The owner of an Indian restaurant who was left devastated after a COVID-19 case forced his eatery to close has called on the state government to start fining individuals who fail to use QR codes to check in when they dine out.
Curry Vault Indian Restaurant and Bar owner Kailash Sharma said he had been left with no choice but to start turning away customers who refused to check in at his CBD restaurant.
The Curry Vault restaurant in Melbourne’s CBD will remain closed for the next fortnight. Credit:Eddie Jim
The government on Thursday introduced new $1652 on-the-spot fines to be issued by authorised officers for businesses caught flouting coronavirus rules, including requirements to use electronic record-keeping after the man’s case exposed huge flaws with the check-in system.
Forty-two patrons and staff who attended the Curry Vault last Friday have been identified as primary close contacts of the positive case. Thirty-four of those have since returned negative test results.
Mr Sharma said more than half the people present had not used the QR code to check in, leaving contact tracers scrambling.
QR codes allow contact tracers to quickly and easily track anyone who went to an exposure site where a positive coronavirus has been identified.
The government said the new fine was designed to end a “worrying trend” of complacency.
Business caught repeatedly breaching the rules face further fines of $9913 and the prospect of being prosecuted.
Mr Sharma said while he supported moves by the government to fine those found to be deliberately breaching their obligations, it was unfair that the entire onus was placed on business owners.
“We are doing everything we can as business owners, but the government need to educate people to check in,” he said. “They shouldn’t just be fining businesses, but also individuals who refuse to use the QR codes.”
Curry Vault will be closed for the next fortnight and all staff have been ordered to isolate after being deemed close contacts of the Melbourne man.
“It’s been terrible,” Mr Sharma said. “The last few days have been just devastating for us … so much loss of business last year and now to be forced to close our doors again. We are just asking ourselves, why us?”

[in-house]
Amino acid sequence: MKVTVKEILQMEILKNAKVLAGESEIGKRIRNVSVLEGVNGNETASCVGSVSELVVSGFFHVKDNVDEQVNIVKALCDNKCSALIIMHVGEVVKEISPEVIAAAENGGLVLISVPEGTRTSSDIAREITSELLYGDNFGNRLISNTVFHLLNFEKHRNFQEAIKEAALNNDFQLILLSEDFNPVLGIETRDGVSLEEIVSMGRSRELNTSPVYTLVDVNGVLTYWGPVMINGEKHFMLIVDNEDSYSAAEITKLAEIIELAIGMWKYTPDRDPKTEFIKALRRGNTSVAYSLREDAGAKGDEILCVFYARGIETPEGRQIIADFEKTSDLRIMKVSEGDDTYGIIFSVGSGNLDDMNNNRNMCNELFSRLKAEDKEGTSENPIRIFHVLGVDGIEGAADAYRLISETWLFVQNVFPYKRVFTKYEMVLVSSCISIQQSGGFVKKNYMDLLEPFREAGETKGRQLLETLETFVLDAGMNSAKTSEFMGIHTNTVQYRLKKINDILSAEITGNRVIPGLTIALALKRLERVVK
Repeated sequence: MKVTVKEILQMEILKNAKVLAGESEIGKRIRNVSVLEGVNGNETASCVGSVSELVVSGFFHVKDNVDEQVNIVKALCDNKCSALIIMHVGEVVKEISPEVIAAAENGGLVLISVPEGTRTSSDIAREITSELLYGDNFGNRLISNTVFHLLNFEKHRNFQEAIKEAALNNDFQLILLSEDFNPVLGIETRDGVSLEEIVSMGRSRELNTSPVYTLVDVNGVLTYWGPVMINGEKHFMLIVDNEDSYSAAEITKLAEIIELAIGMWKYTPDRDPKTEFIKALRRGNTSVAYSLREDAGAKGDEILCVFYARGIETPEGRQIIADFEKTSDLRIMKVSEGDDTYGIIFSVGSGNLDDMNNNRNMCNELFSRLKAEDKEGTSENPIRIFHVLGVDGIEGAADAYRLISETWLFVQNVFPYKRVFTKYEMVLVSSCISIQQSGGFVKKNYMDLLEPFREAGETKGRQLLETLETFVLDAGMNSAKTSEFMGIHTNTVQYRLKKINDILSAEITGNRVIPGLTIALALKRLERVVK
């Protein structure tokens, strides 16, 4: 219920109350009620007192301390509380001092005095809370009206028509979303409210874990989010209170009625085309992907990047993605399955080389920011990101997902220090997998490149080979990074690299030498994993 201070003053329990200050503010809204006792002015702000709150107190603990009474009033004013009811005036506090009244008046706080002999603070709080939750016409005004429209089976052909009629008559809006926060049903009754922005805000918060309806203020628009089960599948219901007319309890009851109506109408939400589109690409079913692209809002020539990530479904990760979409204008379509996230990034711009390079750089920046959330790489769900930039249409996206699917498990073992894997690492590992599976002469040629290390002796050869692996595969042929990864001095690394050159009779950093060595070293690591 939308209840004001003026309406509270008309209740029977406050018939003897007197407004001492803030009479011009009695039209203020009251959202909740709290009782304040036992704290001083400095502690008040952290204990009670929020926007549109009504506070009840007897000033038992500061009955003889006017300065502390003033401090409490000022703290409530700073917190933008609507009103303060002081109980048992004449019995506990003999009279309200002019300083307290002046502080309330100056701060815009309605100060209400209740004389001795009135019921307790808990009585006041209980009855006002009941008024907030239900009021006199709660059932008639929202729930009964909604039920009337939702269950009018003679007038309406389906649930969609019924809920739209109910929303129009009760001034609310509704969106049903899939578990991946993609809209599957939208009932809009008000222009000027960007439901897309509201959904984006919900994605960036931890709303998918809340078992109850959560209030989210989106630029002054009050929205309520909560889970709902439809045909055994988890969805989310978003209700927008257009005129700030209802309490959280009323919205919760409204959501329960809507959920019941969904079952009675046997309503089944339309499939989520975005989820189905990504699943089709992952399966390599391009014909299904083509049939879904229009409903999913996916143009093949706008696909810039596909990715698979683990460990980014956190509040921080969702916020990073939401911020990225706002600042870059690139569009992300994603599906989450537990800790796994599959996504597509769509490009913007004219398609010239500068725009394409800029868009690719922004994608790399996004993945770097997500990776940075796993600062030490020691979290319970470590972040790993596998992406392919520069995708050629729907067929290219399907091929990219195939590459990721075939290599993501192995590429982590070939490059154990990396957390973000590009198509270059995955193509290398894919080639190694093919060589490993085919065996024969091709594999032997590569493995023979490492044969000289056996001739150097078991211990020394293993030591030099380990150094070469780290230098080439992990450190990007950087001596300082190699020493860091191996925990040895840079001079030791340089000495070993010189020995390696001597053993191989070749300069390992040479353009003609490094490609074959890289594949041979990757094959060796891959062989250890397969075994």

When he is allowed to open again, Mr Sharma will ask an employee to stand at the front register to ensure every single customer has checked in.
Victorian Chamber of Commerce and Industry chief executive Paul Guerra also criticised the new QR code move, saying the government failed to communicate properly with businesses owners so they understood what their obligations were.
“Park the fine,” Mr Guerra said.
“Let businesses do their jobs, they’re not enforcement officers. Businesses have suffered enough these past 14 months and should not have to bear the brunt of individuals doing the wrong thing.”
Adrian Esterman, Professor of Biostatistics at the University of South Australia, said the responsibility to protect the community from coronavirus should be shared among business owners and the public.
However, the former advisor to the World Health Organisation stopped short of calling for customers to be fined if they did not use QR codes to check in.
“It’s a really difficult one,” he said. “Sometimes people might forget their phones or they forget to check in and it’s not on purpose. A central part of protecting everyone from another wave of cases is relying on everyone to do the right thing.”
The crackdown on businesses comes after a three-week blitz of 4000 Victorian businesses in April found 37 per cent were not complying with QR check-in rules.
More than 165 enforcement notices were issued, including to some outlets that had failed to install QR code systems.
About 300 other businesses were given verbal warnings for not using QR codes, failing to have a COVID-safe plan and not displaying signs about density quotients or social distancing.
“It’s essential every Victorian checks in when visiting a business to help contact tracers quickly find those who could be at risk of coronavirus exposure,” said acting Police Minister Danny Pearson.
NSW made it compulsory for restricted businesses to use a government QR service in January, while the ACT made its app mandatory from March and Queensland mandated the use of its service from the start of this month.
Victoria’s government-backed app will be compulsory from the end of the month and businesses are currently using a variety of government and private systems.
Opposition health spokesman Georgie Crozier said the government’s slowness to mandate a single app had contributed to lower compliance levels and confusion.
“Eight months ago we were calling for a universal system,” she said. “They have had months to get this right.”
The new fines are on top of a $200 fine that can be issued for anyone caught not wearing a face mask on public transport, in ride-share vehicles, hospitals and airports.
Hefty fines of up to $4957 were also issued to people who attended unlawful gatherings at the height of the coronavirus pandemic last year and $1652 fines for anyone flouting most stay-at-home order breaches.
A person scans a QR code using the Services Victoria check-in app.Credit:JOE ARMAO
More than 19,000 penalty notices were issued for breaches of Chief Health Officer orders by October last year, but only 845 had been paid.
Victoria recorded no new locally acquired COVID-19 cases on Thursday. The Health Department said 118 close contacts had been identified from the Curry Vault, PACT Altona North, Indiagate Epping and Woolworths Epping. Of those, 87 had returned negative test results.
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